Widening protests in Algeria over Bouteflika’s re-election bid
Tunis - Algerians are increasingly taking to the streets to express their opposition to President Abdelaziz Bouteflika’s bid to seek a fifth term in office.
The latest wave of demonstrations took place February 22 in the capital Algiers and in a number of other cities including Oran, Tizi Ouzou, Bejaia, Annaba and Setif.
Riot police used tear gas to disperse crowds.
“No to Bouteflika and no to Said,” crowds shouted downtown Algiers. They were referring to the Algerian president and his brother Said, a presidential adviser.
The demonstrators were not dissuaded by mosque preachers who warned of the possibility of violence.
Algerian military chief General Ahmed Gaid Salah cut short a trip to the United Arab Emirates as protests against a possible fifth term for Bouteflika spread from traditional opposition strongholds to other cities.
Gaid Salah warned that “enemies from within” were attempting to disrupt the process before the April 18 presidential election.
Algerian Interior Minister Noureddine Bedoui cautioned against street protests, saying “the sheer force of the state institutions will be brought to bear against those threatening the country’s stability.”
Increasing street demonstrations, particularly among young Algerians, are fuelling concerns about violent unrest.
Bouteflika, who turns 82 on March 2, has suffered from a series of health problems, including a stroke that left him confined to a wheelchair in 2013. He has rarely been since in public since. Bouteflika will travel to Switzerland February 24 for “routine medical checks,” his office said.
Bouteflika last appeared in public November 1 during a wreath-laying ceremony at a memorial service for Algerian independence fighters. He looked frail as he struggled to observe rituals during the recitation of the opening verse of the Quran.
“Of course, I am no longer the same physical force as before — something that I have never hidden from the people,” Bouteflika said in a written message to the nation backing his re-election, “but the unwavering desire to serve… has never left me and it allows me to transcend the constraints linked to health troubles which everyone may one day face.”
Bouteflika’s campaign chief Abdelmalek Sellal, a former prime minister, warned that the protests could easily get out of control.
“The situation could slip out of control before the fateful date of April 18,” said political writer Mourad Slimani. “The experience of past unrest showed that controlling tensions is unpredictable since the authorities are going blindly ahead with the fifth mandate.”
Protests also broke out February 22, especially in villages and towns in the Berber-speaking Bejaia region, where the separatist Movement for the Autonomy of Kabylie is strong, Algerian media reported.
“No to the fifth mandate. No to the shame and humiliation,” many shouted during the protests.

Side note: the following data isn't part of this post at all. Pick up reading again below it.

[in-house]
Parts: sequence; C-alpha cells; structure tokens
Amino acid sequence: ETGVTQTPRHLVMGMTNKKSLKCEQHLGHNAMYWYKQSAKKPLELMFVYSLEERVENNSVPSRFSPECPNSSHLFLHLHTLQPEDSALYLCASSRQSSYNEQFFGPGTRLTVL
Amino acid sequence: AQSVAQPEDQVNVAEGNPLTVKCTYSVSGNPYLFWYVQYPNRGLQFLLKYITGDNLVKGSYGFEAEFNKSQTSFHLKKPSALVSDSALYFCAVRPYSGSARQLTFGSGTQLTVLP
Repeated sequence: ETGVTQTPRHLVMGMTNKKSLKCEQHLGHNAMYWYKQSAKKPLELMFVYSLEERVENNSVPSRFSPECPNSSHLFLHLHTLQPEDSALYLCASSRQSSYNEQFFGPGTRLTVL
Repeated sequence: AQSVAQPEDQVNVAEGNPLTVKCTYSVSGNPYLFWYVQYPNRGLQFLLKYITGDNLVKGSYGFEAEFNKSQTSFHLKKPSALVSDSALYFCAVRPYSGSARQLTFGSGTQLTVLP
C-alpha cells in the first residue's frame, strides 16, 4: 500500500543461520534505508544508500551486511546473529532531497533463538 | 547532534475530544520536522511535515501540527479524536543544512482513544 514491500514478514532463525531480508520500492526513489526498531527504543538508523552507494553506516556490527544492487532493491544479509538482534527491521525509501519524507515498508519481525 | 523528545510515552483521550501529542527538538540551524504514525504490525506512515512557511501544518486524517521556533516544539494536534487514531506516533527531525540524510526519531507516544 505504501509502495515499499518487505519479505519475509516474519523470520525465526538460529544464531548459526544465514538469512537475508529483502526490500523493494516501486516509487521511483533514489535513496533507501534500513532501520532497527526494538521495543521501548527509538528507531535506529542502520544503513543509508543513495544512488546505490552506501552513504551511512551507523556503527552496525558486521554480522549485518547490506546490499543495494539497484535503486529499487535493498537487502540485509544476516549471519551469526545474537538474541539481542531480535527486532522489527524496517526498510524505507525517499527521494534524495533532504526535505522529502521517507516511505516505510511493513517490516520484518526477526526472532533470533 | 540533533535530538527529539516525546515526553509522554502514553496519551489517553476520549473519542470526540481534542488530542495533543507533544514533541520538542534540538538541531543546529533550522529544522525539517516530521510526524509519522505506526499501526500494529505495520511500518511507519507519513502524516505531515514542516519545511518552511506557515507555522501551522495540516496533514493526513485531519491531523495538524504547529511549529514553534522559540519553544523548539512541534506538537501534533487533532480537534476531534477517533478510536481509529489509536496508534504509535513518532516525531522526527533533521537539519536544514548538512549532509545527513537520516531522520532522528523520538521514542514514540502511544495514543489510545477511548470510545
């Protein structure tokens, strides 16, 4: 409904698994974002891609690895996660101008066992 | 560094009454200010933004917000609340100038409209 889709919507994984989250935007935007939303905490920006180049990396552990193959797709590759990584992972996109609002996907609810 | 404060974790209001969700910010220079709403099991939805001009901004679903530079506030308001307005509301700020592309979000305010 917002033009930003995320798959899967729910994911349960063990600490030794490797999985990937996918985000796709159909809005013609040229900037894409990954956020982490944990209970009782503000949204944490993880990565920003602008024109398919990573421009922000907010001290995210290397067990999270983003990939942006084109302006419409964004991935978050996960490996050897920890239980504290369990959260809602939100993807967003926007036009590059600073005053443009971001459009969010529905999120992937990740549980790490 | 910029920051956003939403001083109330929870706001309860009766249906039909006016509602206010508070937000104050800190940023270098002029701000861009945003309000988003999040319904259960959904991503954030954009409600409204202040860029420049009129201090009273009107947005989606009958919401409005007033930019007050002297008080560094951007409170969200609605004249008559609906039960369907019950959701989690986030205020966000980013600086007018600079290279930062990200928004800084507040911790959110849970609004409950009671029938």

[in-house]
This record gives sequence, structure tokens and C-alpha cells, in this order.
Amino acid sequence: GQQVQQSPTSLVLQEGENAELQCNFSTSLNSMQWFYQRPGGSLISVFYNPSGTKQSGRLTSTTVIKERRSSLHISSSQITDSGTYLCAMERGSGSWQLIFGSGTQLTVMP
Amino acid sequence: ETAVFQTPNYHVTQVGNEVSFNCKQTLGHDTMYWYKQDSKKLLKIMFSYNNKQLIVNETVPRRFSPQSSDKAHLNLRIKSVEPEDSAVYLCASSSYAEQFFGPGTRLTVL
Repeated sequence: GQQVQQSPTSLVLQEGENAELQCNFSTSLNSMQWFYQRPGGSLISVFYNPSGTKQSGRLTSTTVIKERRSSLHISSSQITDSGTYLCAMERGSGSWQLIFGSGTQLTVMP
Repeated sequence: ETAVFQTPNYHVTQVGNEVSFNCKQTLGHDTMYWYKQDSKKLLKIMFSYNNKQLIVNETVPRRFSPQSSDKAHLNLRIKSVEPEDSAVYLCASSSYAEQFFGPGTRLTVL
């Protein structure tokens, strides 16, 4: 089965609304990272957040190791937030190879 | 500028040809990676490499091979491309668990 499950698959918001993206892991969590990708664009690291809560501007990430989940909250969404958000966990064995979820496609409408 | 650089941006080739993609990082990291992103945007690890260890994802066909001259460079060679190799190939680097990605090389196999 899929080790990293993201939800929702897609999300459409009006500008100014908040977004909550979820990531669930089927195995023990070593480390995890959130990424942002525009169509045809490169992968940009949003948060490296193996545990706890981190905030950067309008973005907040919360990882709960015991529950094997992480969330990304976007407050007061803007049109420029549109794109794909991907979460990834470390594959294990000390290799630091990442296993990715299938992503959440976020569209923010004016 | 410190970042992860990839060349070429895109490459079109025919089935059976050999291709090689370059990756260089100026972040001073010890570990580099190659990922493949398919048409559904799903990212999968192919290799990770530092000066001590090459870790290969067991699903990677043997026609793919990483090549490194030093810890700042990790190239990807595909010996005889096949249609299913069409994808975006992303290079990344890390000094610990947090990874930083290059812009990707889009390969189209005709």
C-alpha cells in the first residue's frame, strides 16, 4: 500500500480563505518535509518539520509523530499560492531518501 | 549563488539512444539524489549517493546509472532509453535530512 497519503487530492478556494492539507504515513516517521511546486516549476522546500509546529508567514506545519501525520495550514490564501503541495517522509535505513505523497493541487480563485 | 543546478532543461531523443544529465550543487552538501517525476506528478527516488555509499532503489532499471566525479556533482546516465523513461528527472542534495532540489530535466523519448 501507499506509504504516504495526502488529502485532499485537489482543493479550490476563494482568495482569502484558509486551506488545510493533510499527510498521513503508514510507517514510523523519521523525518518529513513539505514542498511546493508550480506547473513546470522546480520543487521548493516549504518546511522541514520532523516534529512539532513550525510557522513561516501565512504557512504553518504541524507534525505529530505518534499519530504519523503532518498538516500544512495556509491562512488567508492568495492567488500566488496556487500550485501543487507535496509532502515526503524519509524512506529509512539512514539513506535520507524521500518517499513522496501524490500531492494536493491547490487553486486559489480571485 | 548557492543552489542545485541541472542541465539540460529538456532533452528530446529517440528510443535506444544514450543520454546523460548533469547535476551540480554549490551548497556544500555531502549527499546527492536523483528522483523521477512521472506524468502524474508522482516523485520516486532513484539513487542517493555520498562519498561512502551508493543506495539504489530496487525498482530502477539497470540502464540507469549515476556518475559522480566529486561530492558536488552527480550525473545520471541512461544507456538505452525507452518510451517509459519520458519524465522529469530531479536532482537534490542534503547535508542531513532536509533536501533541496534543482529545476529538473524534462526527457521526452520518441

“You are playing with the fire by putting Algeria in such hell,” read one sign.
A pamphlet against Bouteflika’s fifth term handed out by protesters warned against radical Islamists bent on fomenting violence.
“People are losing patience with the situation and people will not accept the fifth mandate and the likelihood of the tensions slipping to violence is very high,” read the pamphlet. “That’s why you should ignore the voices in London who currently call on Algerians to take to the streets and confront the regime without attention to the consequences.”
Many Islamist leaders from Algeria took refuge abroad after the Algerian military defeated extremists in the civil war.
An estimated 200,000 Algerians lost their lives in the 1991-2002 civil war, which Bouteflika has called “the national tragedy.”
Those memories of violence had made many Algerians reluctant to take to the streets to challenge Bouteflika’s government until recently.
But about 25% of Algerians under thirty are unemployment in the oil and gas-rich country. Many of them have no recollection of the fight for independence or the “black decade” of the 1990s.
Concerns over stability drove most opposition leaders and independent figures opposing Bouteflika’s re-election to stay away from a meeting organised by Islamist leaders February 20 in Algiers to forge a consensus around a common opposition presidential candidate.
There is concern that protests “could be manipulated by activists of the former FIS,” said political writer Hassan Saadoun. FIS is the French acronym of the Islamic Salvation Front, which was banned by the military-backed authorities in 1992.
Many FIS members joined the Islamist insurgency.
Rachid Nekkaz, a French-Algerian businessman who hopes to draw support for a presidential bid, has gained a following, particularly among disillusioned youth. He does not belong to a party and rarely visits Algeria. He returned to Algeria to raise support after a 5-year absence.
Many Algerians doubt his credibility due to his history of spurious claims. He caused confusion when he announced — wrongly — “the death of Bouteflika” last September.
He has repeatedly said that if Algeria “were to be freed from a mafia of 49 thieves,” everything would quickly change.
On February 19, supporters joined Nekkaz in forcing open the door of the municipal headquarters of Kenchla after the mayor shut it to prevent people from signing papers backing Nekkaz’s candidacy.
Protesters tore a huge portrait hanging on the municipality’s outside facade while keeping the Algerian flag alongside it in place.
About 10,000 people joined Nekkaz in Constantine on February 22, with many repeating slogans against Bouteflika’s fifth term in office, Algerian newspaper El Watan reported.